Ah, the good old days, when lenses had scales with the different f/stops on them. You could figure out hyperfocal distance in under a second.

  • Dave Yuhas

    The 1/3 foreground and 2/3 background in focus at hyperfocal distance is a myth. It only applies in certain circumstances.

    Another secret: most distance scales on lenses are inaccurate. Using your lens’ distance scale to get “ultra-sharp photos” is a waste of time if you haven’t verified the accuracy of the scale.

    Hyperfocal focusing is valuable in situations like photojournalism or street shooting when you’re shooting moving objects and don’t have time to refocus. But to claim it’s the “secret” to ultra-sharp photos is a stretch.

    “These days digital cameras simplify not only your ability to see what you’re focusing on, but they also give you an immediate view of your photo enabling you to move on to your next photo or to try again.”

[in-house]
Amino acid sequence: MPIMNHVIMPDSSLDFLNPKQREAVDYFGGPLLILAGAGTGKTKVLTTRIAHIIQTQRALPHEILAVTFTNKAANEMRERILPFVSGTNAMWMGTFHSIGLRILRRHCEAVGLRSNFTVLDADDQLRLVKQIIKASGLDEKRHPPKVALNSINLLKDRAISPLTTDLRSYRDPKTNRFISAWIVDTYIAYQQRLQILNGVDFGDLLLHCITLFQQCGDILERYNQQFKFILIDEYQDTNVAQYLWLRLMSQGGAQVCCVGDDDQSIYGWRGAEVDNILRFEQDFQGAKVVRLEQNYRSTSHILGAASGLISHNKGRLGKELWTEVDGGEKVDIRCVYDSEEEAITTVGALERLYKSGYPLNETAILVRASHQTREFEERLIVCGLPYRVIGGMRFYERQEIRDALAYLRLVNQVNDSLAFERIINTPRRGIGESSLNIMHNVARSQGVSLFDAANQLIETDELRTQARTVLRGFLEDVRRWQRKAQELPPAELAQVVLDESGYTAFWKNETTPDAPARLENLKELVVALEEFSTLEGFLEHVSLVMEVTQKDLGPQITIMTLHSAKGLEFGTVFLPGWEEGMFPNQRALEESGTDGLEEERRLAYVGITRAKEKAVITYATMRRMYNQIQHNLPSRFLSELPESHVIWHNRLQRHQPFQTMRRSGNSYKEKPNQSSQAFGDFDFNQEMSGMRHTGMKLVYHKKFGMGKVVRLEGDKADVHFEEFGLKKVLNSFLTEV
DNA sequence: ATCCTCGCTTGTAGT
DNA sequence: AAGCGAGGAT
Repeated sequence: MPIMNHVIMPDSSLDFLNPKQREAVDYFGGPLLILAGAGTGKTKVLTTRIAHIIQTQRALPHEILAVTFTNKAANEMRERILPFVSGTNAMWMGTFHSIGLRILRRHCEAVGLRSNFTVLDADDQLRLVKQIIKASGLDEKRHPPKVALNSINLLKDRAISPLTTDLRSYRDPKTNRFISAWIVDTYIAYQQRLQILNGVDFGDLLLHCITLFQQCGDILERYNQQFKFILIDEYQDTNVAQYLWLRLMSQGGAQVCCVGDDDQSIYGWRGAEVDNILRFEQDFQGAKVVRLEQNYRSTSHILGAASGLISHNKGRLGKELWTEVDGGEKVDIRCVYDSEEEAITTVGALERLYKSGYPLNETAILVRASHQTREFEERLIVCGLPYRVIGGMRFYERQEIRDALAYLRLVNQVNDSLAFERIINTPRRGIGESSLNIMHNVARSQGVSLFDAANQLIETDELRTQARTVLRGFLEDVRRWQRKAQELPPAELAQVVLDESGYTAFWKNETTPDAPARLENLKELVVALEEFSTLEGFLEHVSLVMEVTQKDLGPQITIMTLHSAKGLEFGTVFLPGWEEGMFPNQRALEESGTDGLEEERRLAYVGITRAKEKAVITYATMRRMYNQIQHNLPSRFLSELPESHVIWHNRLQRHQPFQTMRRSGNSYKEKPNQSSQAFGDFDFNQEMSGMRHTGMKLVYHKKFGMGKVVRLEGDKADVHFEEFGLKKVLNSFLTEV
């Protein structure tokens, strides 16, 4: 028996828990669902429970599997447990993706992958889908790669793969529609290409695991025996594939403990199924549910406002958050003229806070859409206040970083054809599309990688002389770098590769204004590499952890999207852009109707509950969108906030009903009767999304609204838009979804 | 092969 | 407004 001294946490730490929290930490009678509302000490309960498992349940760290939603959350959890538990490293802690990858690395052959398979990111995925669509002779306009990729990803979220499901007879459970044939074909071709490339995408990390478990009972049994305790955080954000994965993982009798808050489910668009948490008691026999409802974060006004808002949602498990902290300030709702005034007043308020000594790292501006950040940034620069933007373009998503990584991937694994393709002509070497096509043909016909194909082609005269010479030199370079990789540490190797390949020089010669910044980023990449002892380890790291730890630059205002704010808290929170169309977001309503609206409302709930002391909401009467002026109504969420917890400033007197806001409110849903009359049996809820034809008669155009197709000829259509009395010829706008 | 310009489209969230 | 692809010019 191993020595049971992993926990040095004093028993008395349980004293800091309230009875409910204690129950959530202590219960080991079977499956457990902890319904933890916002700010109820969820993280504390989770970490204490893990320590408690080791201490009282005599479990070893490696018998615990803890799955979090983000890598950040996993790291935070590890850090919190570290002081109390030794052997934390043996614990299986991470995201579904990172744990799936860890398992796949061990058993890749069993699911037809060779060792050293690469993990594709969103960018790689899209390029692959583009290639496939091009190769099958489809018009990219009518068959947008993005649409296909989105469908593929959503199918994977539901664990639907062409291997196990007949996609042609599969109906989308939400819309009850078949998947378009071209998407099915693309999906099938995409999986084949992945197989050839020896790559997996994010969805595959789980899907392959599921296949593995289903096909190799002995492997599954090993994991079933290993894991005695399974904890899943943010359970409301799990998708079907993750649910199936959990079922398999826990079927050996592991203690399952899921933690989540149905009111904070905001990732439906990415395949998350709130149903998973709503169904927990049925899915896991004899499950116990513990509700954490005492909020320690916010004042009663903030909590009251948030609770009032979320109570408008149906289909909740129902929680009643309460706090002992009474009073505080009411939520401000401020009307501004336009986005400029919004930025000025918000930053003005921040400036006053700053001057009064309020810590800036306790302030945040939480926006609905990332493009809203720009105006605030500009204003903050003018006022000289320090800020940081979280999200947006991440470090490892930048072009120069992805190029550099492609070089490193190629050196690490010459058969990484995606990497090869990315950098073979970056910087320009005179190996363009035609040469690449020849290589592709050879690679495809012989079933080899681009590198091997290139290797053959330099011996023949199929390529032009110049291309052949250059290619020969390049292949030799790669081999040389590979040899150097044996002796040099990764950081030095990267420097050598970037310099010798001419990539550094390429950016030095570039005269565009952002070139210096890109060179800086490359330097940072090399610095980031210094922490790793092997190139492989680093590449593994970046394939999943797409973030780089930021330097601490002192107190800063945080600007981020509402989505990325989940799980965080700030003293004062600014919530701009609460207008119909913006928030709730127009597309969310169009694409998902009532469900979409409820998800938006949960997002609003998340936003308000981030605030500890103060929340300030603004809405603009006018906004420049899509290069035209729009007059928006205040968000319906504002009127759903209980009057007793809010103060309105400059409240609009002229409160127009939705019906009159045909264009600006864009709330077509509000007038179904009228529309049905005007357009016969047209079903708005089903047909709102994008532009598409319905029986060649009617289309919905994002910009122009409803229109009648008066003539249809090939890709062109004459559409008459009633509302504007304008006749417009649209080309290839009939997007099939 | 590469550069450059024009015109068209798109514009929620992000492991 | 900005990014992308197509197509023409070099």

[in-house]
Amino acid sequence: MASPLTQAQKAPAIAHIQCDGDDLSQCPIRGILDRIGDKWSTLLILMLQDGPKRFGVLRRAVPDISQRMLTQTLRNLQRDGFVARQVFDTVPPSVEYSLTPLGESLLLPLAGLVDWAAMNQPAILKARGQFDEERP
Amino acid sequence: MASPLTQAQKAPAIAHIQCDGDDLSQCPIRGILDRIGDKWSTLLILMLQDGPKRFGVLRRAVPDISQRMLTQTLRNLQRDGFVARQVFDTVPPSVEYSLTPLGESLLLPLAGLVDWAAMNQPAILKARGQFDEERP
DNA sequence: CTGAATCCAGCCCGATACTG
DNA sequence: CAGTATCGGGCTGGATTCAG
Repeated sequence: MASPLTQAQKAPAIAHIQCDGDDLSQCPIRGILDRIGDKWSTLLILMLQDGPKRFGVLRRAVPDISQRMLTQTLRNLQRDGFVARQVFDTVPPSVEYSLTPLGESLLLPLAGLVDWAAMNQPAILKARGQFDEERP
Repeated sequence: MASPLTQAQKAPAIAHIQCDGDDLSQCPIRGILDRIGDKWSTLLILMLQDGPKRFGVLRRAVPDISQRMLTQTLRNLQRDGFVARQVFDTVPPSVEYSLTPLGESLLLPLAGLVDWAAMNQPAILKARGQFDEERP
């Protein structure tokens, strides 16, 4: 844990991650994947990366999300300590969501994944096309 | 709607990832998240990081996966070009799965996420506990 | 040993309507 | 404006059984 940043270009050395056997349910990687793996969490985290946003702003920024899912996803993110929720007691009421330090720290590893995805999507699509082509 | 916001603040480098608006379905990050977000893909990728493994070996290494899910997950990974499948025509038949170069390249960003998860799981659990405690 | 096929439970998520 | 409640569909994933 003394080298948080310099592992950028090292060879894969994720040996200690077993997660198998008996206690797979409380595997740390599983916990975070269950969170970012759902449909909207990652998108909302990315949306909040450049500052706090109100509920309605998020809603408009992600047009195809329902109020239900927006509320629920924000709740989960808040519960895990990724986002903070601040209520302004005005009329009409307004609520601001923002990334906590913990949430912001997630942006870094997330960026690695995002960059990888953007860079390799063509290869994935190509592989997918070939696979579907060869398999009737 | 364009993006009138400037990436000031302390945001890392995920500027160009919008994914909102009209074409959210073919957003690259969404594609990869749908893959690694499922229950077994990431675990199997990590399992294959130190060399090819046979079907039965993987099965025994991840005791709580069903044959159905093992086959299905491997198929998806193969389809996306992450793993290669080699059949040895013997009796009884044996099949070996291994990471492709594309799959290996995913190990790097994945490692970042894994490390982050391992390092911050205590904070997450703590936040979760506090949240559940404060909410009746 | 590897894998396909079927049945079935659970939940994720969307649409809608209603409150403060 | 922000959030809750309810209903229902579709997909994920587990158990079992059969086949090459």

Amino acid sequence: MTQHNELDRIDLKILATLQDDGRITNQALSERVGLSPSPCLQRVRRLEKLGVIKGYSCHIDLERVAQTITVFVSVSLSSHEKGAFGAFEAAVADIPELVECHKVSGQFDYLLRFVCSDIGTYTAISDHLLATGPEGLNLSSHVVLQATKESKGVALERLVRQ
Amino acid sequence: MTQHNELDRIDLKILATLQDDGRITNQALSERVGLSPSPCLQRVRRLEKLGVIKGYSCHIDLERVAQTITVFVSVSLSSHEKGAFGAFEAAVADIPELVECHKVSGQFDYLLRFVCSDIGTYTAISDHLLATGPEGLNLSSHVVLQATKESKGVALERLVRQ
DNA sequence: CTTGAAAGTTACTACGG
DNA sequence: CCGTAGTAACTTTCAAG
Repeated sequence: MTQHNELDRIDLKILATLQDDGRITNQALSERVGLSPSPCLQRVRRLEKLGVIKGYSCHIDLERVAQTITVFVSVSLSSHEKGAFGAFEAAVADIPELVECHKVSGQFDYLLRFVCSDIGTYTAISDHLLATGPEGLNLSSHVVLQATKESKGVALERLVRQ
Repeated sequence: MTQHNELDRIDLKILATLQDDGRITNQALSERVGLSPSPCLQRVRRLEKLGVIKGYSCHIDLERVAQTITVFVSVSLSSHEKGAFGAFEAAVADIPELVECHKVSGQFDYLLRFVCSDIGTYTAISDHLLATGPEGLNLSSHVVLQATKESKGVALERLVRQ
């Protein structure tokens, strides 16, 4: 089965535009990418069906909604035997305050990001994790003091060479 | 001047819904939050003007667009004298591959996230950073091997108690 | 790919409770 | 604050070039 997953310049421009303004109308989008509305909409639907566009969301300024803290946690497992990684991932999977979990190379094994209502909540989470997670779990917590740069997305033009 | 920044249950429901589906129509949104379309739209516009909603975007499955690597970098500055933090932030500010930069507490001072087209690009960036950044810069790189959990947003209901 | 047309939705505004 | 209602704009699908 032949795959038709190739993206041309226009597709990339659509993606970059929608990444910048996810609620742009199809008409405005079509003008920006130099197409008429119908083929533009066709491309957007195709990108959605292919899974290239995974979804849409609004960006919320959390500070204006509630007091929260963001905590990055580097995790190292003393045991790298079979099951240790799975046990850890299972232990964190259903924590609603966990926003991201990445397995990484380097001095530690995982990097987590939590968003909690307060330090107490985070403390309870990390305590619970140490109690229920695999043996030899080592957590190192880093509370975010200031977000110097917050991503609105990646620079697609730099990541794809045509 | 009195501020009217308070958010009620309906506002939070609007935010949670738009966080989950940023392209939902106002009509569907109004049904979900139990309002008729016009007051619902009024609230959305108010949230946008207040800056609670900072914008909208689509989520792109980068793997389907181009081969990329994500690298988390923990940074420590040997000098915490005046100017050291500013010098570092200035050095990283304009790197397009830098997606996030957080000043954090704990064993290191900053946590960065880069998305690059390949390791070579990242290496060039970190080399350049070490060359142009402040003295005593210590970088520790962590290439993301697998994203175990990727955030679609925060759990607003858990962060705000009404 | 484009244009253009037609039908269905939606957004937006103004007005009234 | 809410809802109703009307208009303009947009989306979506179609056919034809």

Another myth. You cannot determine from looking at the 3″ LCD screen if small details in the image will be sharp in a 16×20 enlargement.

    Another secret: there ain’t no shortcuts (like hyperfocal distance) to quality. I get ultra-sharp photos by shooting fine grain film in a medium or large format camera mounted on a tripod. I have the film drum scanned and professionally printed.

    It’s simply amazing (and depressing) that a “photography school” would allow this claptrap to be printed under its imprimatur.

    Another secret: don’t believe everything you read on the internet.

  • http://www.jakobgranqvist.com/blogg Jakob

    Interesting read. Thanks.

  • Dave Yuhas

    “when you shoot a landscape, don’t you usually focus at infinity? does this article imply that you should focus somewhere other then infinity?”

    You could learn something by reading John Shaw’s “The Nature Photographer’s Complete Guide to Professional Field Techniques.”

  • linn